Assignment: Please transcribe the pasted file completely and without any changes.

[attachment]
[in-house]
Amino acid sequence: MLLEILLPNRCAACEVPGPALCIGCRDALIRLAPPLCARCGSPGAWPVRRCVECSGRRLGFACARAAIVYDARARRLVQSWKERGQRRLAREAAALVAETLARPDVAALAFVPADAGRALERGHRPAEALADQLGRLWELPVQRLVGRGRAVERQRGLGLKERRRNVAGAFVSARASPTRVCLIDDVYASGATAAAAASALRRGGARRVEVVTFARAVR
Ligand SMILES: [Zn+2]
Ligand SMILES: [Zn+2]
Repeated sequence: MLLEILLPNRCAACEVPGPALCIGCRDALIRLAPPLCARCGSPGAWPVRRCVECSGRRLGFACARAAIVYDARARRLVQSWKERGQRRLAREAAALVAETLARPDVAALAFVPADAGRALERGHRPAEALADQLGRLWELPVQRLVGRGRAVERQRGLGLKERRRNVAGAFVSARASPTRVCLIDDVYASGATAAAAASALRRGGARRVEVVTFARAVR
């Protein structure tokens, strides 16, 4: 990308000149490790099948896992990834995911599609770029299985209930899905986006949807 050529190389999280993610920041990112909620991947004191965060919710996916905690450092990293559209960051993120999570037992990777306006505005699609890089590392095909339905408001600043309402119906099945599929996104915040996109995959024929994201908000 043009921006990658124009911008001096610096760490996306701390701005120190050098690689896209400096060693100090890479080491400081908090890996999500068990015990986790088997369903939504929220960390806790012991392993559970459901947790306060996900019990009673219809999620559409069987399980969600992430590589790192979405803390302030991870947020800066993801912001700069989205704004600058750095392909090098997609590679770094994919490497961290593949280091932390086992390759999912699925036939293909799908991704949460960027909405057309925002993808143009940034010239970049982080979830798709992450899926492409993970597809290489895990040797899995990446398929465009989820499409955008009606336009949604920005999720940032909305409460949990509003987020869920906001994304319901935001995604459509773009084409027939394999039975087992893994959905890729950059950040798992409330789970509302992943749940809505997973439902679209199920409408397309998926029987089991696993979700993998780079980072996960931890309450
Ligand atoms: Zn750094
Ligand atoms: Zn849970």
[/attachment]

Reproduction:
[in-house]
Amino acid sequence: MLLEILLPNRCAACEVPGPALCIGCRDALIRLAPPLCARCGSPGAWPVRRCVECSGRRLGFACARAAIVYDARARRLVQSWKERGQRRLAREAAALVAETLARPDVAALAFVPADAGRALERGHRPAEALADQLGRLWELPVQRLVGRGRAVERQRGLGLKERRRNVAGAFVSARASPTRVCLIDDVYASGATAAAAASALRRGGARRVEVVTFARAVR
Ligand SMILES: [Zn+2]
Ligand SMILES: [Zn+2]
Repeated sequence: MLLEILLPNRCAACEVPGPALCIGCRDALIRLAPPLCARCGSPGAWPVRRCVECSGRRLGFACARAAIVYDARARRLVQSWKERGQRRLAREAAALVAETLARPDVAALAFVPADAGRALERGHRPAEALADQLGRLWELPVQRLVGRGRAVERQRGLGLKERRRNVAGAFVSARASPTRVCLIDDVYASGATAAAAASALRRGGARRVEVVTFARAVR
């Protein structure tokens, strides 16, 4: 990308000149490790099948896992990834995911599609770029299985209930899905986006949807 050529190389999280993610920041990112909620991947004191965060919710996916905690450092990293559209960051993120999570037992990777306006505005699609890089590392095909339905408001600043309402119906099945599929996104915040996109995959024929994201908000 043009921006990658124009911008001096610096760490996306701390701005120190050098690689896209400096060693100090890479080491400081908090890996999500068990015990986790088997369903939504929220960390806790012991392993559970459901947790306060996900019990009673219809999620559409069987399980969600992430590589790192979405803390302030991870947020800066993801912001700069989205704004600058750095392909090098997609590679770094994919490497961290593949280091932390086992390759999912699925036939293909799908991704949460960027909405057309925002993808143009940034010239970049982080979830798709992450899926492409993970597809290489895990040797899995990446398929465009989820499409955008009606336009949604920005999720940032909305409460949990509003987020869920906001994304319901935001995604459509773009084409027939394999039975087992893994959905890729950059950040798992409330789970509302992943749940809505997973439902679209199920409408397309998926029987089991696993979700993998780079980072996960931890309450
Ligand atoms: Zn750094
Ligand atoms: Zn849970």